Considered by many to be the most splendorous bird of prey and termed a “superb Falcon” by Audubon, the Gyrfalcon (Falco rusticolus) is the largest falcon in the world, with a wingspan of 48 to 64 inches. During medieval times, royalty alone could use the Gyrfalcon for hunting. These rare birds live farther north than any other members of the falcon family and breed on the Arctic tundra, which explains their white plumage. Audubon depicts two savage-looking Gyrfalcons from a single female bird that he had observed only in captivity, placing them in a stark habitat against a dark blue sky to make them stand out in relief.
Audubon’s noble Great Gray Owl (Strix nebulosa) seems to turn her head to look at us, with large facial discs around yellow eyes, implying the bird’s ability to move in an instant. This posture is typical of owls, which can rotate their heads 270 degrees or more to gain wide-ranging peripheral vision of possible prey. This pose was selected by Audubon to illustrate the subtle, monochromatic, almost hallucinatory barred plumage patterns on the bird’s dorsal and ventral sides and its feathered legs, rendered so subtly by Audubon in multimedia that we feel that we could touch their softness. An inhabitant of boreal forests of the northern hemisphere, the Great Gray is North America’s largest owl with a wingspan of five feet, although its body mass is smaller than that of either the Snowy Owl or Great Horned Owl.
Audubon spotted several flocks of American Flamingos (Phoenicopterus ruber) in the Florida Keys and finally obtained specimens from Cuba. This iconic image has been termed a national treasure in its own right and represents one of four species of flamingos native to the Americas. Condensing the large bird’s physical characteristics to fit the double-elephant-size paper, Audubon found a creative way to depict the great bird’s actual size as though feeding and about to walk off the page. To create this image, Audubon applied watercolor in the traditional manner, in layers of thin washes of color, which appear under magnification as overlapping tidal edges. To render the brilliant pinks that flamingos acquire from the carotenoids in their diet of plankton, Audubon built up layers of media and glazing, a technique more common with oil pigment.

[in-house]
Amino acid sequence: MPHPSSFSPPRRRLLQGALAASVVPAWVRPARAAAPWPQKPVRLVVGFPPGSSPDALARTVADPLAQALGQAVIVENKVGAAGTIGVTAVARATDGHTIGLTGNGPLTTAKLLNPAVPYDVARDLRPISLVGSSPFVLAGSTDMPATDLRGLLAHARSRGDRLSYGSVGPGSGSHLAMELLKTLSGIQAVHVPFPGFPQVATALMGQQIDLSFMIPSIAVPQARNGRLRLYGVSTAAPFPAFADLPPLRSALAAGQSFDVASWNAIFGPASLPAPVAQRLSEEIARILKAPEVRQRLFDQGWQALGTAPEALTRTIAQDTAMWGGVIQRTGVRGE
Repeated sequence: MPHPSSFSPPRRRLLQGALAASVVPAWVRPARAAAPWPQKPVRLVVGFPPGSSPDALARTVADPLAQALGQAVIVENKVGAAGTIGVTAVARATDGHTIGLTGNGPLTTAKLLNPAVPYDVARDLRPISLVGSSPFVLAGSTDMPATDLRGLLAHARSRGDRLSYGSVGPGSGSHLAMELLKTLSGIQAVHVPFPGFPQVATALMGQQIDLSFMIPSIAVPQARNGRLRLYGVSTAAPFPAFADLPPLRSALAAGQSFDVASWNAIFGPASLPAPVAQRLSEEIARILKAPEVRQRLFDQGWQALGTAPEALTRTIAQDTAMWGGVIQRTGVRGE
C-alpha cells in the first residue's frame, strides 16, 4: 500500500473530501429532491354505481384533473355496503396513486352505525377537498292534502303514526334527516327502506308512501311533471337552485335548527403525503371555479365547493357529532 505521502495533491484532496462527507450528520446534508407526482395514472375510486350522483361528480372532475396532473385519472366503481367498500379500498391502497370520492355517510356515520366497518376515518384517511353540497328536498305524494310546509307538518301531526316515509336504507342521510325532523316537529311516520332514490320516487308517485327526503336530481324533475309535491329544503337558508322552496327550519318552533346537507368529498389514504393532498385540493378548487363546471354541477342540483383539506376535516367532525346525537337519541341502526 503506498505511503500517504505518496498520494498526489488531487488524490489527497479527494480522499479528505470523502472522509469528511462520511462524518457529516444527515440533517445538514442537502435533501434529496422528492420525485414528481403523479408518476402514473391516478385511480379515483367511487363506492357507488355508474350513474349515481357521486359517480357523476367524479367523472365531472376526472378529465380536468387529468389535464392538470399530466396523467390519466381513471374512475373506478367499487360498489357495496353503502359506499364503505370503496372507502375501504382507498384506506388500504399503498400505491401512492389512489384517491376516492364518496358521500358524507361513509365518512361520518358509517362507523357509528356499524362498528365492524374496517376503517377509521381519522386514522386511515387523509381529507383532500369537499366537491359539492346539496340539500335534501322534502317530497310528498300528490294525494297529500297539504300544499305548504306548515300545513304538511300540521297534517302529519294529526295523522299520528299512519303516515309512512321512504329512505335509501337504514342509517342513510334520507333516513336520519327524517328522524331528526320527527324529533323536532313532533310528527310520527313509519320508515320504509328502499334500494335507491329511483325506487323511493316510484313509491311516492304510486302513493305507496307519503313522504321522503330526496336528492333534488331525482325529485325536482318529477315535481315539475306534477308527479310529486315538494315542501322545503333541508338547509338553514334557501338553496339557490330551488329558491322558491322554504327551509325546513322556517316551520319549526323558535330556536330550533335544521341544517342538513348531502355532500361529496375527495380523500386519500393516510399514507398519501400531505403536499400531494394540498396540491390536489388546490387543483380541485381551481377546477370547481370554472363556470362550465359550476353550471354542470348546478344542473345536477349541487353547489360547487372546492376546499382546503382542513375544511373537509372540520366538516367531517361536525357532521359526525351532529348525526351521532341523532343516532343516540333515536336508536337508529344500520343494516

The Final Flight, the swan song of the tripartite series, will feature audio birdcalls and songs of nearly every species provided by the Cornell Lab of Ornithology to demonstrate the importance of birdsong for species identification, as well as video footage of a selection of species to underscore Audubon’s extensive field observations and the cinematic nature of his portrayals. iPads located in the exhibition galleries will feature the Havell plates for comparison with the watercolors, which reveal major departures from his watercolor models and changes in Audubon’s creative process.
Program highlights include gallery tours of the exhibition with curator Dr. Roberta Olson on March 9 and April 20. On May 3, wildlife artist and illustrator Alan Messer will lead a tour of Central Park’s wooded Ramble, discovering resident and migrating birds including colorful warblers, hummingbirds, tanagers, and thrushes.
Accompanying the exhibition is the lavishly illustrated book Audubon’s Aviary: The Original Watercolors for “The Birds of America” by Dr. Roberta J.M. Olson, published by the New-York Historical Society and Skira/Rizzoli (2012).
Support for Audubon’s Aviary: The Final Flight (Part III of The Complete Flock) has been provided by The Peter Jay Sharp Foundation and The Gilbert & Ildiko Butler Family Foundation.
About John James Audubon
John James Audubon was an artist, naturalist, and a significant historical figure who became a conservationist and the namesake of the National Audubon Society. During his lifetime Audubon was awarded many honors, including election to England’s prestigious Royal Society, the highest scientific honor of his era. He and Benjamin Franklin were the only American members until after the Civil War. Audubon is considered America’s first great watercolorist, and his ability to bring together science and art equally during the age of Romanticism reveals the range of his genius. It has only been in the last one hundred years, however, that his name has become solidly linked with efforts to preserve America’s wildlife and wilderness areas. His profound avian illustrations continue to delight millions and have earned him a place in the Pantheon of the world’s greatest artists.
About the New-York Historical Society
The New-York Historical Society, one of America's pre-eminent cultural institutions, is dedicated to fostering research and presenting history and art exhibitions and public programs that reveal the dynamism of history and its influence on the world of today. Founded in 1804, New-York Historical has a mission to explore the richly layered history of New York City and State and the country, and to serve as a national forum for the discussion of issues surrounding the making and meaning of history.